Morning Brief, Friday, January 11
Middle East KEVIN FRAYER/AFP/Getty Images U.S. President George W. Bush vowed again to push for a peace agreement between Israel and the Palestinian Authority by the end of 2008. The United States has sent a formal diplomatic protest to Iran regarding Sunday’s speedboat incident. Public executions are surging in Iran. Asia Investigators from Scotland Yard ...
U.S. President George W. Bush vowed again to push for a peace agreement between Israel and the Palestinian Authority by the end of 2008.
The United States has sent a formal diplomatic protest to Iran regarding Sunday’s speedboat incident.
Public executions are surging in Iran.
Investigators from Scotland Yard have reportedly delivered their preliminary report on the Bhutto assassination to Pakistani President Pervez Musharraf.
Japan’s ruling party steamrolled a new anti-terrorism law through parliament.
Afghanistan’s government welcomed a U.S. plan to send 3,000 additional troops to the country.
Nepal scheduled its long-delayed elections for April 10.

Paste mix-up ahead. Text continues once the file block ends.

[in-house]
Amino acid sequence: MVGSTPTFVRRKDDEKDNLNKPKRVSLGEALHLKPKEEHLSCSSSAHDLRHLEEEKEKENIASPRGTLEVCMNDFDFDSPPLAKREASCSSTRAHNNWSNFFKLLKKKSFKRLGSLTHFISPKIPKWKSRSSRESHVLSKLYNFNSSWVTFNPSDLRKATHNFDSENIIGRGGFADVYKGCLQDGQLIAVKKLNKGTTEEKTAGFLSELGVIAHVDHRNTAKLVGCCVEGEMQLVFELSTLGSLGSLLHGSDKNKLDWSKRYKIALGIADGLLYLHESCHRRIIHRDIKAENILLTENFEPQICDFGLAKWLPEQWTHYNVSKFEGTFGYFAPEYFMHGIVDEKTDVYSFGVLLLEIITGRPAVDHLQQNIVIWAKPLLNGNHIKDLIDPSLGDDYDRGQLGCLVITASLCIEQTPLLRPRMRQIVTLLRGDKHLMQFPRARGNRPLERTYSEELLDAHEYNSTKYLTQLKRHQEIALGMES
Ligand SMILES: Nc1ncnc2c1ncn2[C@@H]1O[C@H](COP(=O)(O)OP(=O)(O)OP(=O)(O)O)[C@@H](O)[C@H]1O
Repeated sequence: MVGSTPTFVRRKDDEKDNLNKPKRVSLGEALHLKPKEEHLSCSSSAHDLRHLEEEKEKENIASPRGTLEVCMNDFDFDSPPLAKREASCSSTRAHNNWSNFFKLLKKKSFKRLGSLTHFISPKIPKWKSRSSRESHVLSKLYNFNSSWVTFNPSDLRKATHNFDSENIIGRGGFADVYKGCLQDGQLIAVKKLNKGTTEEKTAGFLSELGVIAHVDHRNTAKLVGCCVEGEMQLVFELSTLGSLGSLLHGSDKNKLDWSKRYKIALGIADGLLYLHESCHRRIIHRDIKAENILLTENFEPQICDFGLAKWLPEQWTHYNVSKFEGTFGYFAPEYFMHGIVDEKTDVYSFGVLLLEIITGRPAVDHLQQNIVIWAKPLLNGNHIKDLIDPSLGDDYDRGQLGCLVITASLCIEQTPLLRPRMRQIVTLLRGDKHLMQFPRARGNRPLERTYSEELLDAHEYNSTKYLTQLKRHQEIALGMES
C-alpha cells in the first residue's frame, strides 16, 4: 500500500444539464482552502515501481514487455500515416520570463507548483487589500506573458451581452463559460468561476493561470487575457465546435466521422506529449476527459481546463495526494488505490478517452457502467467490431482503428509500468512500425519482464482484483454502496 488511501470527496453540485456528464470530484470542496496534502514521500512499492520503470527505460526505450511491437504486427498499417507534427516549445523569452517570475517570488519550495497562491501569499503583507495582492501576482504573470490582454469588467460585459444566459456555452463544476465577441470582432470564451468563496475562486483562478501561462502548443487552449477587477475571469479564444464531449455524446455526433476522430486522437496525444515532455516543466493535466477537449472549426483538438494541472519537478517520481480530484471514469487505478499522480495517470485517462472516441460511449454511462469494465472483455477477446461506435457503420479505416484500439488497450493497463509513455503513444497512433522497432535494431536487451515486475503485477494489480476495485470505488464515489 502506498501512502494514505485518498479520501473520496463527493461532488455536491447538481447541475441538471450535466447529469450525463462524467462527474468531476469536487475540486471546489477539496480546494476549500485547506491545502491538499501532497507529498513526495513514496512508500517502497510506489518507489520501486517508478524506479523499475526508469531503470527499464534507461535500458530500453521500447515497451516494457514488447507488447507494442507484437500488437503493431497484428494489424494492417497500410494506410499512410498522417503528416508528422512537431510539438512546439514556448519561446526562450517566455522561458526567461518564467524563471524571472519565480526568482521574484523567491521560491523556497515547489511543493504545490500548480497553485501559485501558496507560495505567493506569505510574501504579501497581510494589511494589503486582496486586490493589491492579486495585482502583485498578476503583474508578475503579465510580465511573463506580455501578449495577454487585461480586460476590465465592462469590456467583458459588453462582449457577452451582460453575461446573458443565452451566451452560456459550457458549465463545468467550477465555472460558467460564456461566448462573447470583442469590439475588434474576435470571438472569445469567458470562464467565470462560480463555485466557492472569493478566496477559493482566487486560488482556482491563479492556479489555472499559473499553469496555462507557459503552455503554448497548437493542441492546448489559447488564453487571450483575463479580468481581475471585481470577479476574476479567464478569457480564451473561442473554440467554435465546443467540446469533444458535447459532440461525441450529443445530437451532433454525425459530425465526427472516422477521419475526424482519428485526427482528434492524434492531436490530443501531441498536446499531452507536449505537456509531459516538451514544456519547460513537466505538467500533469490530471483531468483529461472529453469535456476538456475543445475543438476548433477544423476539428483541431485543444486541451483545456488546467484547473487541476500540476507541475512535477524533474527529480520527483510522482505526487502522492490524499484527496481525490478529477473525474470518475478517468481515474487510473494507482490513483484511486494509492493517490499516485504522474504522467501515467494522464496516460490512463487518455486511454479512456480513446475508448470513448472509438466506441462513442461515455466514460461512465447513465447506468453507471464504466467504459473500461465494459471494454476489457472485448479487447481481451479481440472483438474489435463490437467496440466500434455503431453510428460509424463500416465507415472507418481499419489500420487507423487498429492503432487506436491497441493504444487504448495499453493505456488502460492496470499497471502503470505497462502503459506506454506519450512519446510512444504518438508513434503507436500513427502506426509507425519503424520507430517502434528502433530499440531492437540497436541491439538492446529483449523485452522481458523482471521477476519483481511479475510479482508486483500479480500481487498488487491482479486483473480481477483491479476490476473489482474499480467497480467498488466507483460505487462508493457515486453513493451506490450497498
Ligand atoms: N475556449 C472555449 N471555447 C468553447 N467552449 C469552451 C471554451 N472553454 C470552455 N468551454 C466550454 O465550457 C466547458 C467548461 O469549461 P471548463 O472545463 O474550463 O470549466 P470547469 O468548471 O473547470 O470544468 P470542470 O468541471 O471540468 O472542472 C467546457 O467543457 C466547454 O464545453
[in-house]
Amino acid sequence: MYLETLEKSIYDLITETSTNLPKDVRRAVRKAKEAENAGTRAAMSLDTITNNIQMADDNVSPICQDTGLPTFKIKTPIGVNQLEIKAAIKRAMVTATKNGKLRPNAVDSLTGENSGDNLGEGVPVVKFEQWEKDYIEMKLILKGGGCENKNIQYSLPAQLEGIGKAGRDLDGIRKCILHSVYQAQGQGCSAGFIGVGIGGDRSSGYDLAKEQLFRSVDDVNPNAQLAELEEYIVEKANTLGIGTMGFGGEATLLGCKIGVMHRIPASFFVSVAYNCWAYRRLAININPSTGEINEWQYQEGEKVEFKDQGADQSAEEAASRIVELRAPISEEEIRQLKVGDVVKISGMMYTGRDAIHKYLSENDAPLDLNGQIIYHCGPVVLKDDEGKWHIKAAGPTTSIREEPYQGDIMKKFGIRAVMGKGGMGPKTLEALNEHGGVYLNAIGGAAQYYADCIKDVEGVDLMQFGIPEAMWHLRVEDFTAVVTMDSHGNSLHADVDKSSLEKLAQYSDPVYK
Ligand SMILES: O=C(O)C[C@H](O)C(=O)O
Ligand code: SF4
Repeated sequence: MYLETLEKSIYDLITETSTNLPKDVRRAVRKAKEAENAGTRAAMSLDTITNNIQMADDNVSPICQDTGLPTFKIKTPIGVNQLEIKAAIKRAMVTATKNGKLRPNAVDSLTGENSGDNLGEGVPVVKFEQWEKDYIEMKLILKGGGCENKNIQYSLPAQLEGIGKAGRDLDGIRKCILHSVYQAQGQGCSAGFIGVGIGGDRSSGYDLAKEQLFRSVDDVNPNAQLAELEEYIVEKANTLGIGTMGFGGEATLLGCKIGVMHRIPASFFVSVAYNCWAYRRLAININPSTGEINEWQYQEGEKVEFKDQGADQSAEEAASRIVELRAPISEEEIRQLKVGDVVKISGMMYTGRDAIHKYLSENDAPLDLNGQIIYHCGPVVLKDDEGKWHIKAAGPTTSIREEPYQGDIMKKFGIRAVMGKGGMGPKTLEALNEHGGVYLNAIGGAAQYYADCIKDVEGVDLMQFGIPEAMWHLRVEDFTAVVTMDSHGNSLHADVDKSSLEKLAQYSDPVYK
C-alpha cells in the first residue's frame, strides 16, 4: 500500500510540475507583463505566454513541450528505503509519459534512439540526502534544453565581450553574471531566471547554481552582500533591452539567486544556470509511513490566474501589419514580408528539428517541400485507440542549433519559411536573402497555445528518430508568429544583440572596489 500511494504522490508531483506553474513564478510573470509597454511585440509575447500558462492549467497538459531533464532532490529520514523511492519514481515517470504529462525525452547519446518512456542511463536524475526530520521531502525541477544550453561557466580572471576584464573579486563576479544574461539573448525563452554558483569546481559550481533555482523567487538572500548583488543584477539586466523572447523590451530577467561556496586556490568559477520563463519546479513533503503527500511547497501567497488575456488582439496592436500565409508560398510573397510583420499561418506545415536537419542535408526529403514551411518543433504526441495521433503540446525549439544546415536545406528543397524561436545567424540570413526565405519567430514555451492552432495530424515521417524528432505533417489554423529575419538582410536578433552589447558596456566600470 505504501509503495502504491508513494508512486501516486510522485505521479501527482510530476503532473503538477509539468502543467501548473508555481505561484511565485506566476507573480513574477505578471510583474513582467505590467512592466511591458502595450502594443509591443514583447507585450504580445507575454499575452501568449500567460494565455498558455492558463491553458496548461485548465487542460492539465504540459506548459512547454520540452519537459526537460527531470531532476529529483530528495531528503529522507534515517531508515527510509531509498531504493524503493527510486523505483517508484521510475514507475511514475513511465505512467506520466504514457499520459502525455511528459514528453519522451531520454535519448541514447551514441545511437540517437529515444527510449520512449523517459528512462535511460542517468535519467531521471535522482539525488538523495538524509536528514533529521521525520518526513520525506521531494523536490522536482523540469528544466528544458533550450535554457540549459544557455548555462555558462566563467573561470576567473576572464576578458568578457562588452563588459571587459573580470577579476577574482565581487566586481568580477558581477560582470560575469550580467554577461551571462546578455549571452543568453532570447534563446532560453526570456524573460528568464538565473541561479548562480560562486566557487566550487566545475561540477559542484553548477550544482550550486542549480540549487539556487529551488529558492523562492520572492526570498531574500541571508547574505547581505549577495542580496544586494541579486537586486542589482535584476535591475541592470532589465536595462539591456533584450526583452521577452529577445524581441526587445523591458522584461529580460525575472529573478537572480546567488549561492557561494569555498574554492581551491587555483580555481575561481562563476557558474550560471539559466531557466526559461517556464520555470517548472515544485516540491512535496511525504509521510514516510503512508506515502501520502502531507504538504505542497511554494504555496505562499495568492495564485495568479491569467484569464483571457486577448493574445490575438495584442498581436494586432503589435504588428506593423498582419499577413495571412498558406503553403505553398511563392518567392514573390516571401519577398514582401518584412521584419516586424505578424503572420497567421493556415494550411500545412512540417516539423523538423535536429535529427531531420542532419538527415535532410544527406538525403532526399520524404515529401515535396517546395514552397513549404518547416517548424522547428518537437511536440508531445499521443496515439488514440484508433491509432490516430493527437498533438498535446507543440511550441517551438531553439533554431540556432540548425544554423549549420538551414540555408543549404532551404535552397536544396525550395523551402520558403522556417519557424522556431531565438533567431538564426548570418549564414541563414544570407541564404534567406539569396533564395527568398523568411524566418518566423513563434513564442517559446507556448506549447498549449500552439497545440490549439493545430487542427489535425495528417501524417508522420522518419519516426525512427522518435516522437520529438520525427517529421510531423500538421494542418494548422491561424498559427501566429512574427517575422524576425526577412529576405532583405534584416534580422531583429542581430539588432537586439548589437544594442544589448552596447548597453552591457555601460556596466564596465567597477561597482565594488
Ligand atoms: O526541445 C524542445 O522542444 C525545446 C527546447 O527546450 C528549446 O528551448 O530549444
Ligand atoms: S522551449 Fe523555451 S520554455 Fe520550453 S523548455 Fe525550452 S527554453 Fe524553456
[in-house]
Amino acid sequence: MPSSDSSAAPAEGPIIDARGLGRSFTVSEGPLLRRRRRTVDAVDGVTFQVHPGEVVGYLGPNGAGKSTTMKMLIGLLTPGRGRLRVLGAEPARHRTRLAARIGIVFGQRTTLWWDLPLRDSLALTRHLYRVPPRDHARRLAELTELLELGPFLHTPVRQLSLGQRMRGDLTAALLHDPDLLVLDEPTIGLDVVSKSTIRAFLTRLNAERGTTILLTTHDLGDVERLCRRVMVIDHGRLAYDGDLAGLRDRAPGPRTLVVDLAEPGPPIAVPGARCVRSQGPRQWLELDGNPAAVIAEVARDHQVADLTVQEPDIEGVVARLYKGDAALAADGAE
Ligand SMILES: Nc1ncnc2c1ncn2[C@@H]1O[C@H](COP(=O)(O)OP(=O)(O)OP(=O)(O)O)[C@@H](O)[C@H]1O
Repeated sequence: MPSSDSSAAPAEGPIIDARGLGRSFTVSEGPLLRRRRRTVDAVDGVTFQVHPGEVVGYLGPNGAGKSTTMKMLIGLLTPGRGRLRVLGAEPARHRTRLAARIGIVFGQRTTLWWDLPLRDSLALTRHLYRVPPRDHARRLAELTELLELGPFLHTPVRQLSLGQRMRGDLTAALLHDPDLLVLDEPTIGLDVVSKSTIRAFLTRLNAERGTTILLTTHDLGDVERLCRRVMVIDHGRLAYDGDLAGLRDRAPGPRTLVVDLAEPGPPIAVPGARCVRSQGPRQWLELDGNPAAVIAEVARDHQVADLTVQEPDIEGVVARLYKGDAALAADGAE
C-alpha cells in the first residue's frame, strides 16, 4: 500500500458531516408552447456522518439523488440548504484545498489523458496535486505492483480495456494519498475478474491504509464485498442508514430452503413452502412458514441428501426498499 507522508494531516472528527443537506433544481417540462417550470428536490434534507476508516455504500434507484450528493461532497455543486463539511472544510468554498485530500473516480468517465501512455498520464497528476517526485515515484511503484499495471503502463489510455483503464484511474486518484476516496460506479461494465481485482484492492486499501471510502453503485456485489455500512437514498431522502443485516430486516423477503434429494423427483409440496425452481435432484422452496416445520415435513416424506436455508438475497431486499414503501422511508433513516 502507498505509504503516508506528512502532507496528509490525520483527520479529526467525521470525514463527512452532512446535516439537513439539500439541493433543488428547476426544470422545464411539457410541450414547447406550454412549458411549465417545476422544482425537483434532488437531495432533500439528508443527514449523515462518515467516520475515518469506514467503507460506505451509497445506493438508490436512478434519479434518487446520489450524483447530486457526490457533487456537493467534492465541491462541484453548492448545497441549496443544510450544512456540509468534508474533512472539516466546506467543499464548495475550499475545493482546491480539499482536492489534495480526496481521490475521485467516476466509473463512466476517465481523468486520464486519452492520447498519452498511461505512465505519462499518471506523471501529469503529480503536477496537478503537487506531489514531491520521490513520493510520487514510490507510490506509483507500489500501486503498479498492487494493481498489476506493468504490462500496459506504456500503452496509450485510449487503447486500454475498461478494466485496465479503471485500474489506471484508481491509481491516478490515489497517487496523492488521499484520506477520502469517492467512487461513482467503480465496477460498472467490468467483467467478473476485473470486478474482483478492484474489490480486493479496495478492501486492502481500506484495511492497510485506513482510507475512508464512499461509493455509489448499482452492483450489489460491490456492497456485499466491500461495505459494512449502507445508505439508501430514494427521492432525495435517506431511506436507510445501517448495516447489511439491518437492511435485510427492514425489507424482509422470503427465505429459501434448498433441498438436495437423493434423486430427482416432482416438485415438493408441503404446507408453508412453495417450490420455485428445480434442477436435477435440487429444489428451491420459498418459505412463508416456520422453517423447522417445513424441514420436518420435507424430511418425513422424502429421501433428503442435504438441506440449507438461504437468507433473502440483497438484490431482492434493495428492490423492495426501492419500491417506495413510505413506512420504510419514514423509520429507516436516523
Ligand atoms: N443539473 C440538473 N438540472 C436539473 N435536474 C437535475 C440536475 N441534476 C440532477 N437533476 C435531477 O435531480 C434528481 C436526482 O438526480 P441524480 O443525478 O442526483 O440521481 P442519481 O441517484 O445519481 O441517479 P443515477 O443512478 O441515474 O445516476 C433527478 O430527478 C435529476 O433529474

EU ministers are expected to give the go-ahead for a European peacekeeping force in Chad and the Central African Republic.
French president Nicolas Sarkozy flip-flopped on the 35-hour workweek.
Germany and the United States have reportedly agreed to recognize an independent state of Kosovo.
John Kerry endorsed Barack Obama.
The chairman of Hasbro called for a new set of global standards for toy manufacturing.
Sir Edmund Hillary, who first conquered Mt. Everest together with Nepal’s Tenzing Norgay, died at age 88.
Wall Street surged briefly Thursday after Federal Reserve Chairman Ben Bernanke signaled further cuts in interest rates.
Colombia’s FARC rebels released two hostages.
Kenya’s opposition party is calling for nationwide rallies to protest the recent elections.
- President Bush meets with former British PM Tony Blair before heading to Kuwait.
- A WTO deadline for the EU to end its ban on imported genetically modified foods is due to expire.
- Liverpool kicks off its year as Europe’s “capital of culture” by having a bunch of guitarists play on rooftops.
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Blake Hounshell is a former managing editor of Foreign Policy.
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